The original sin is attributed to Charles de Gaulle. Disappointed by the loss of the French colonies in Africa and the Middle East, as well as with France’s waning influence in the international arena, the president of France in the 1960’s decided to create a strategic alliance with the Arab and Muslim world to compete with the dominance of the United States and the Soviet Union. This alliance became the position of the European Community (pre-European Union) during the course of the 1970s, when an extensive European-Arab dialogue developed. However, this alliance, in the context of which Europe allowed the immigration of millions of Muslims to its territories and adopted an anti-Israeli and anti-American policy, will ultimately – and in fact has already – transform Europe into a continent under the thumb of the Arab and Muslim world. Europe is dead, and in its stead “Eurabia” has arisen.
This controversial thesis belongs to Bat Ye’or, the pen name of a self-taught Jewish intellectual who was born in Egypt and who currently lives in Switzerland. She refuses to reveal her real name for security reasons, she says, but her thesis is just the prologue to far-reaching conclusions and extreme statements about some European leaders who are kowtowing to Islam. While her ideas were once almost completely ignored, nowadays, because of the prevailing consternation in Europe regarding its complex relations with the Muslim world, she is receiving more attention, though she is still quite far from entering the European mainstream.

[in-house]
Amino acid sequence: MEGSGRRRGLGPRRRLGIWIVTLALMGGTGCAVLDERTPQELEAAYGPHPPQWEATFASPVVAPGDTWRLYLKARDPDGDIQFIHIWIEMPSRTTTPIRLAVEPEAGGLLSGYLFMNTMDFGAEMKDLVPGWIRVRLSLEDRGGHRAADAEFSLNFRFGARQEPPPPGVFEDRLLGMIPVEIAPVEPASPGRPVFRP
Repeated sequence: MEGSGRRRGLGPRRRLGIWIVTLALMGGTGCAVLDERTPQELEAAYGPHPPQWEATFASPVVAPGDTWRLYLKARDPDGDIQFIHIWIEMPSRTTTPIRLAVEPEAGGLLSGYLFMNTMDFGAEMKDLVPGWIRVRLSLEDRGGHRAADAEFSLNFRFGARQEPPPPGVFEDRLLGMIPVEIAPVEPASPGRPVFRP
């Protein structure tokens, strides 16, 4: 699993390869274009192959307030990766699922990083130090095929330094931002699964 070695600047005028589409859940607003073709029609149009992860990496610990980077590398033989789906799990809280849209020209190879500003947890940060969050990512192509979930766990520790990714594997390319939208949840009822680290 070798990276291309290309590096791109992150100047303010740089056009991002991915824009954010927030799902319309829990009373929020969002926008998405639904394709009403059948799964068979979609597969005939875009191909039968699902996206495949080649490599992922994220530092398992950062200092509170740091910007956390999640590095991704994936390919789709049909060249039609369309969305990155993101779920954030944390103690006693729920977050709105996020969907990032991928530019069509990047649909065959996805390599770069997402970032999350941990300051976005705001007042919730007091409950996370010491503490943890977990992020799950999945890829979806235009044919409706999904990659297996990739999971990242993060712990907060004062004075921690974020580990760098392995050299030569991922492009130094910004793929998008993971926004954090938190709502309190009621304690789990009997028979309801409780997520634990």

Last week she was invited to Jerusalem to speak at a conference of the Vidal Sassoon International Center for the study of Antisemitism at Hebrew University. “This is a matter of a total transformation of Europe, which is the result of an intentional policy,” says Bat Ye’or in an interview. “We are now heading towards a total change in Europe, which will be more and more Islamicized and will become a political satellite of the Arab and Muslim world. The European leaders have decided on an alliance with the Arab world, through which they have committed to accept the Arab and Muslim approach toward the United States and Israel. This is not only with respect to foreign policy, but also on issues engaging European society from within, such as immigration, the integration of the immigrants and the idea that Islam is part of Europe.”
Bat Ye’or’s most recent book, “Eurabia – The Euro-Arab Axis,” which was published in English in 2005, could not have been published at a better time as far as she is concerned, precisely when the question of the Muslim immigrants’ integration into the continent and Europe’s cultural coloration is coming up repeatedly for discussion. The terror attacks in Madrid and London, the Prophet Mohammed cartoons, the murder of the Dutch director Theo Van Gogh and the riots about six months ago in the Paris suburbs have made these questions more critical. Europe, with its pluralist and democratic ethos, has hesitated in its reaction to these phenomena, although today there is a move toward policy changes.
Europe’s hesitation has helped bolster extremist attitudes toward Muslim immigration in particular. In the political realm, this is seen among the far-right movements. In intellectual circles, this is evinced inter alia by people like the provocative Italian journalist and writer Oriana Fallaci, Dutch member of parliament Ayaan Hirsi Ali, and also Bat Ye’or. Although all of these individuals are opposed to the extreme right and its violence, they are warning that Europe as a secular, enlightened civilization with a Judeo-Christian background is dying. In its stead, says Bat Ye’or, will come a civilization subjugated to Islamic forces and their jihad ideology.
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